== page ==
Square-Enix has been rather dodgy about just how many episodes this remake will consist of and the timeframe of release on them. This is a bit unsettling in light of how tumultuous getting to this point in development has been. As key people have either joined or left the project – specifically, a project of this scale, it reminds me way too much of the Fabula Nova Crystallis series of Final Fantasy games teased back in 2006.
In case you missed this situation, Fabula Nova Crystallis was meant to be an ambitious series of stories within the franchise that would be connected within a shared world. The title announced, Final Fantasy Versus XIII, would go through years of development hurdles, later having elements of the original idea repurposed to become Final Fantasy XV. This wasn’t necessarily a bad outcome for it, but it would take 10 years for the release of a project that strayed far from the original intention.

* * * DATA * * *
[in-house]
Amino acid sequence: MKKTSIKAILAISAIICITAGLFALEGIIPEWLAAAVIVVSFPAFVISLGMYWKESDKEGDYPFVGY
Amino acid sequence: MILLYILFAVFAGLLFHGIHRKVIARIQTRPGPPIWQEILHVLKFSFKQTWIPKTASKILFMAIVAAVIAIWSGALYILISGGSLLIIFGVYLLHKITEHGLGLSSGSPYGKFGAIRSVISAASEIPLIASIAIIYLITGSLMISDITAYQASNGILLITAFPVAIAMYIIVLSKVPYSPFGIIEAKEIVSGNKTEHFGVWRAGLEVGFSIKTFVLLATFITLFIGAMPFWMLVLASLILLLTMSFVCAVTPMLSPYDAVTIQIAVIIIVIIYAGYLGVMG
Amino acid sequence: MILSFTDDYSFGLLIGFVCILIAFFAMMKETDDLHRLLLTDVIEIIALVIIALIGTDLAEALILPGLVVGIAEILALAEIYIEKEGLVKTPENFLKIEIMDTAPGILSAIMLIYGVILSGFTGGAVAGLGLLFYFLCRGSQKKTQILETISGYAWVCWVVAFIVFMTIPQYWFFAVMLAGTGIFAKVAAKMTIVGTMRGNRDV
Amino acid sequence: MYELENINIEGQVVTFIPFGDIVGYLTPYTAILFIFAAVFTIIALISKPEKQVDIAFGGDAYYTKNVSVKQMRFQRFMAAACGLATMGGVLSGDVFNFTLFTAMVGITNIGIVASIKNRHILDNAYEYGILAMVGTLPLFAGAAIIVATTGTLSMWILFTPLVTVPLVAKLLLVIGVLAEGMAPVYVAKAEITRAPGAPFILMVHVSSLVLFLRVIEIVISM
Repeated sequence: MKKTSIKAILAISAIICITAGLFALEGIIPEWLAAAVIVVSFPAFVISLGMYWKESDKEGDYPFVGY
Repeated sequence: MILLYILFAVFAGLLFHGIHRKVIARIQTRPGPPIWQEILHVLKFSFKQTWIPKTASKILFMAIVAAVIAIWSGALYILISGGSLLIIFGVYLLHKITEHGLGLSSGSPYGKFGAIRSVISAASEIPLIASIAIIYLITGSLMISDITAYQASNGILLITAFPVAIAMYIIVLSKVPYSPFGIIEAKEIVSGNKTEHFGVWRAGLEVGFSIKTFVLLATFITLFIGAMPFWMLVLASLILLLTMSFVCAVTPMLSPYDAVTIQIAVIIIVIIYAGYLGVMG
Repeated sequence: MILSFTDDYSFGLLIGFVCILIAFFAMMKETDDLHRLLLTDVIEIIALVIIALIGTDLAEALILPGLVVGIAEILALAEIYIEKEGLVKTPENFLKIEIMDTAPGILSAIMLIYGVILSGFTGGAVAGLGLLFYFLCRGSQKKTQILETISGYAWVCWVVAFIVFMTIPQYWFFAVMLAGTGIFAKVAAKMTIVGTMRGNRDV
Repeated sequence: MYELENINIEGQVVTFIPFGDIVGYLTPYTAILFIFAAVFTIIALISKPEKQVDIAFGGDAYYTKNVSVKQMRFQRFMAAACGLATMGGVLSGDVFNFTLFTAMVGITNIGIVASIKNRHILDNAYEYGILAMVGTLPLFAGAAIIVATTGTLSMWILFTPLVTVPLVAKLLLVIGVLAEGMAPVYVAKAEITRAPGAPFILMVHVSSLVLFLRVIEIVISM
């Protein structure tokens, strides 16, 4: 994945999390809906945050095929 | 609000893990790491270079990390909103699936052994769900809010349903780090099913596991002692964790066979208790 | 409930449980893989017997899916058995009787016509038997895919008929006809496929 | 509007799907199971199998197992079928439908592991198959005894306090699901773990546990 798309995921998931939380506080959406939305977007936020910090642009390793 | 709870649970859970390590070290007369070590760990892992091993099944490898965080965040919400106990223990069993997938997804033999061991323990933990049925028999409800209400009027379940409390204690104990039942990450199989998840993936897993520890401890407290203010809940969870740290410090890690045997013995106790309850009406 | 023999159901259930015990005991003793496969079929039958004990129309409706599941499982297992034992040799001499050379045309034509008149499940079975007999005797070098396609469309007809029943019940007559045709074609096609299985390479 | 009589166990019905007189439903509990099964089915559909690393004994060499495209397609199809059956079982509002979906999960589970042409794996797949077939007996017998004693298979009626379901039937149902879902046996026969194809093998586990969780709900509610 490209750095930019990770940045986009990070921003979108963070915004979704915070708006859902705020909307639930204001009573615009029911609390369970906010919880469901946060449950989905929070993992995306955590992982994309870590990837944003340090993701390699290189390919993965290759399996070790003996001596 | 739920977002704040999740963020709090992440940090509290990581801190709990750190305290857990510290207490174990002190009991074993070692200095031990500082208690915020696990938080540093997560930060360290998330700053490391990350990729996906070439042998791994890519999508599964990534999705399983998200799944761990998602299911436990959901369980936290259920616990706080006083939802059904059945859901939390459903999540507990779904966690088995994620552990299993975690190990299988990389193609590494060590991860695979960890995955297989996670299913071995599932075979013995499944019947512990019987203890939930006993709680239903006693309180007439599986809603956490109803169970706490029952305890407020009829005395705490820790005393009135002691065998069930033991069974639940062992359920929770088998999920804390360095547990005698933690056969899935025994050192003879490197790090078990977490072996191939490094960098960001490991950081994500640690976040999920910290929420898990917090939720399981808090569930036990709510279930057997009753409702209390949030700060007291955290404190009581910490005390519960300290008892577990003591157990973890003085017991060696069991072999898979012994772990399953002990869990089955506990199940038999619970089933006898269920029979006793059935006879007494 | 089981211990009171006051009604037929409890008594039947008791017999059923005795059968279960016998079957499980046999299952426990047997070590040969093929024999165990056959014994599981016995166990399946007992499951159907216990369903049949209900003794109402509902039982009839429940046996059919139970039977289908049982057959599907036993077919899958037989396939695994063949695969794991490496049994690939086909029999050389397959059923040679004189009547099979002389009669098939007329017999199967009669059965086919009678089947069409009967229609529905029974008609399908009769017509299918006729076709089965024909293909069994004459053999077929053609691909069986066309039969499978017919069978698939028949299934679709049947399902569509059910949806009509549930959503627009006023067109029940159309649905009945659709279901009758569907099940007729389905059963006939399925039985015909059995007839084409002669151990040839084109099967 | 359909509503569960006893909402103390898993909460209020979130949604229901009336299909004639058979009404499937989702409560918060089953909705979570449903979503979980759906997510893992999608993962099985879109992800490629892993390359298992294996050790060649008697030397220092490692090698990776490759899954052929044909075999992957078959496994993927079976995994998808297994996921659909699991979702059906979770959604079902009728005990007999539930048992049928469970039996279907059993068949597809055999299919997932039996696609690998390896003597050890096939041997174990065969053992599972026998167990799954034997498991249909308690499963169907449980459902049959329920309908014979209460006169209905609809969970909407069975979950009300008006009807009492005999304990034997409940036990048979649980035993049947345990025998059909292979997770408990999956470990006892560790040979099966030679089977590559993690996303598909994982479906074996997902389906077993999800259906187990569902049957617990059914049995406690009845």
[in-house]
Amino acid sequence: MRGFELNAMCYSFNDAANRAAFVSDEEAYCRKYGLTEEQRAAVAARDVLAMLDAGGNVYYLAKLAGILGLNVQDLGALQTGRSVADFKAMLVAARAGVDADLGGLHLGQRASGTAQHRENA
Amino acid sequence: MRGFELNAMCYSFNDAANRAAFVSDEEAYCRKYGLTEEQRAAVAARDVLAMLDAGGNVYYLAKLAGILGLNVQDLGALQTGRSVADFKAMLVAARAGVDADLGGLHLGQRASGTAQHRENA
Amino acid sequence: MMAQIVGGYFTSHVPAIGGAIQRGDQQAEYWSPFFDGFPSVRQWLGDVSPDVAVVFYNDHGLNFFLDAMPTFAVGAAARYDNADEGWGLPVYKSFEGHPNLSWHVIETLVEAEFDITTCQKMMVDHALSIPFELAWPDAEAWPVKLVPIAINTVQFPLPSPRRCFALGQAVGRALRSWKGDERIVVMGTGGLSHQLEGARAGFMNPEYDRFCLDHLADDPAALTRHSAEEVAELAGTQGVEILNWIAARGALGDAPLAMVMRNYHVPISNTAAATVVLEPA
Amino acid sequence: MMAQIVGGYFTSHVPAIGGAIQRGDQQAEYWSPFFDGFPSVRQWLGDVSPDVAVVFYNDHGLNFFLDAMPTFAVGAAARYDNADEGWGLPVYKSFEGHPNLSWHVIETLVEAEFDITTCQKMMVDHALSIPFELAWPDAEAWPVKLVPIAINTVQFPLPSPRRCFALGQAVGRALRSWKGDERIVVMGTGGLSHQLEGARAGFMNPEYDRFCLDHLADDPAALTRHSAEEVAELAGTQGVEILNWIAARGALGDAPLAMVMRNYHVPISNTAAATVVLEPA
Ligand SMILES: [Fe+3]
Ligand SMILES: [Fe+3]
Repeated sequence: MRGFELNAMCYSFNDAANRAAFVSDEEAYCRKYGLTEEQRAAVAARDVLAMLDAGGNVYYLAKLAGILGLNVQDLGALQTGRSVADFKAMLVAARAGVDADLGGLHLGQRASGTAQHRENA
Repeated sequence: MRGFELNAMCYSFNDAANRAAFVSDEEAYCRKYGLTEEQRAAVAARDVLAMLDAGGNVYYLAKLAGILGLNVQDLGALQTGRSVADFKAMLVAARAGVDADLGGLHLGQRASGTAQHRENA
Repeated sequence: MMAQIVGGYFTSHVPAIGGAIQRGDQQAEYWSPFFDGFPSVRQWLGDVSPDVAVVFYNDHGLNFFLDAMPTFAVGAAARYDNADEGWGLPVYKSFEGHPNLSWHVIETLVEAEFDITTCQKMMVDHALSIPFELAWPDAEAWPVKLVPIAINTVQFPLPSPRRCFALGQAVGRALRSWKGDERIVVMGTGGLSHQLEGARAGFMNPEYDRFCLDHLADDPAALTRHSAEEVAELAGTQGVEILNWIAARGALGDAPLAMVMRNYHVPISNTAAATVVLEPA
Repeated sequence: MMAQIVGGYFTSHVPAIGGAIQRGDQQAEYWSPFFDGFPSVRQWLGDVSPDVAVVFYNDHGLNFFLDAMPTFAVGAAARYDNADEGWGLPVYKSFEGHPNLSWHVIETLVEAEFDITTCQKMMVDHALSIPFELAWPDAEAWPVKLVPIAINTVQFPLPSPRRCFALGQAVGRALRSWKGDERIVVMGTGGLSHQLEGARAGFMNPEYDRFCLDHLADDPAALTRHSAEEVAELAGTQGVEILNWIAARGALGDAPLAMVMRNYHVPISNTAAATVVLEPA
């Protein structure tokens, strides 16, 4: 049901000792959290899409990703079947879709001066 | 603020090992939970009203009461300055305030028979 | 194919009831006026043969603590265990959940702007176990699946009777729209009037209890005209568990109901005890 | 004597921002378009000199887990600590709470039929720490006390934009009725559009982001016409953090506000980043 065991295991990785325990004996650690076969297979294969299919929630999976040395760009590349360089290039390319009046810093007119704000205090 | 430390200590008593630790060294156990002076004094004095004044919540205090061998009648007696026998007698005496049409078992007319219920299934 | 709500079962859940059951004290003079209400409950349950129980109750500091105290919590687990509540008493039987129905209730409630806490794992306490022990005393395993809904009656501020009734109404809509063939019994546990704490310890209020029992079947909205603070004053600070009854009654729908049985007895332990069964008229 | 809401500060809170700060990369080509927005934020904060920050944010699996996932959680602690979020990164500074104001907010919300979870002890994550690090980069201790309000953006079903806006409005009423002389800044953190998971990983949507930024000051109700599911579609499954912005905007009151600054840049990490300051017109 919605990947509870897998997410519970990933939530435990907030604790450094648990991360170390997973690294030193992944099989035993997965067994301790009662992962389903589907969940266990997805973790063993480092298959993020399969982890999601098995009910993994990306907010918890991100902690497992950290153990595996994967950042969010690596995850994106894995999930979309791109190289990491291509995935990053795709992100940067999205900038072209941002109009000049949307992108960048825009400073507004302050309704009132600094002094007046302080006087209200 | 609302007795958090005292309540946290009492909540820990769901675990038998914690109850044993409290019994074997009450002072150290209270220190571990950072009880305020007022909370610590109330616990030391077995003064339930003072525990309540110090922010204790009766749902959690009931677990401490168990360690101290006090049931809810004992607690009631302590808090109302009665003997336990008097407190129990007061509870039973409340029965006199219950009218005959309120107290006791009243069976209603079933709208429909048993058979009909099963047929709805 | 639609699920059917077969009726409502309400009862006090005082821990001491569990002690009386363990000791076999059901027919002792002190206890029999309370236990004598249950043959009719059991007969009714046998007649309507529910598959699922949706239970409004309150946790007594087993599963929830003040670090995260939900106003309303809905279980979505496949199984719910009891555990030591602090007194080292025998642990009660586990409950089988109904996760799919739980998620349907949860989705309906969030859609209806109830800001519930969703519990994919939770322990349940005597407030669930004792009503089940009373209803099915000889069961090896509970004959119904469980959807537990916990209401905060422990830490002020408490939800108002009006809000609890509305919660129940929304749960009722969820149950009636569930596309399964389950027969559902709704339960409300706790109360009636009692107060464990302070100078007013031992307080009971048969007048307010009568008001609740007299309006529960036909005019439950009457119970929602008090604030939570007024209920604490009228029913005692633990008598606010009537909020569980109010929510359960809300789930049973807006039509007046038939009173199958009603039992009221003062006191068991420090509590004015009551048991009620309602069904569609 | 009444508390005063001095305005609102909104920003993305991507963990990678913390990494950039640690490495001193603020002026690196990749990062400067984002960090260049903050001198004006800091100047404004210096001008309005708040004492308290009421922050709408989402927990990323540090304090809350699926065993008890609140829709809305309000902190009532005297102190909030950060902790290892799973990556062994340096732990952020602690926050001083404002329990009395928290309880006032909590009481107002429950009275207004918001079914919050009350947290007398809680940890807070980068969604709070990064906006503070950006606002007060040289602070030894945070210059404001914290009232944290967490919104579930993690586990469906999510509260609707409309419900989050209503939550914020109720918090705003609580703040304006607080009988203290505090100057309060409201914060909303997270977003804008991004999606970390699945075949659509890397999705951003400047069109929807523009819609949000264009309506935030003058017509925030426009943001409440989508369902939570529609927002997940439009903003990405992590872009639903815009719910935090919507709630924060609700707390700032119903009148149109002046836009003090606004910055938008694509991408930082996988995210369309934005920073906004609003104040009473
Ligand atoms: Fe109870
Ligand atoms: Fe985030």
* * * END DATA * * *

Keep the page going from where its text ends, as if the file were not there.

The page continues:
While I appreciated the final result of this delay, many would contest that, even after all those years, the game was not released in a finished form. The slow drip of DLC did not help matters either. The episodes did enhance the story, but each release became harder and harder to come back to. Let’s face it: we gamers are a fickle bunch with short attention spans. Unless it really grips our attention, holding open the window of investment in this singular title is a difficult thing to do in an ever-changing market of product releases.
For Final Fantasy VII, the uncertainty of development and no clear schedule for episodic releases gives me pause. I would rather wait to invest in a single, completed experience than indulge in the experience now with large chunks of time in between.